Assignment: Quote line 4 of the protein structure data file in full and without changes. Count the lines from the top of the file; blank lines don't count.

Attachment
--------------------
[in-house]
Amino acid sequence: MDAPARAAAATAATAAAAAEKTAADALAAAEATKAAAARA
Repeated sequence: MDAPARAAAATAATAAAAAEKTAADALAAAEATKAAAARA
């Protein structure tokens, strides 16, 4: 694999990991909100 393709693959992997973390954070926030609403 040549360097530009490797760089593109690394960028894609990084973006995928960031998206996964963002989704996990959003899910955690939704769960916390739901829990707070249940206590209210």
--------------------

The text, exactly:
């Protein structure tokens, strides 16, 4: 694999990991909100 393709693959992997973390954070926030609403 040549360097530009490797760089593109690394960028894609990084973006995928960031998206996964963002989704996990959003899910955690939704769960916390739901829990707070249940206590209210």